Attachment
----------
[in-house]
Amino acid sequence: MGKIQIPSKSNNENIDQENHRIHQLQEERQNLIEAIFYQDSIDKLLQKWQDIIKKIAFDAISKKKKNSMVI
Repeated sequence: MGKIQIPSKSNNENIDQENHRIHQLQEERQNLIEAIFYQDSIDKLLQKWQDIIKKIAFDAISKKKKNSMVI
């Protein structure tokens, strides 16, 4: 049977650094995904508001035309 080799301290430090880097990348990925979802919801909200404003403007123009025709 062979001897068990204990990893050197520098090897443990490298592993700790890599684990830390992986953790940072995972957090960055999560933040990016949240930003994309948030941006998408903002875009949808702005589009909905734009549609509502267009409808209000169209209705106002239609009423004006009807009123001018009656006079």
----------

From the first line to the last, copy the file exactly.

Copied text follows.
[in-house]
Amino acid sequence: MGKIQIPSKSNNENIDQENHRIHQLQEERQNLIEAIFYQDSIDKLLQKWQDIIKKIAFDAISKKKKNSMVI
Repeated sequence: MGKIQIPSKSNNENIDQENHRIHQLQEERQNLIEAIFYQDSIDKLLQKWQDIIKKIAFDAISKKKKNSMVI
């Protein structure tokens, strides 16, 4: 049977650094995904508001035309 080799301290430090880097990348990925979802919801909200404003403007123009025709 062979001897068990204990990893050197520098090897443990490298592993700790890599684990830390992986953790940072995972957090960055999560933040990016949240930003994309948030941006998408903002875009949808702005589009909905734009549609509502267009409808209000169209209705106002239609009423004006009807009123001018009656006079």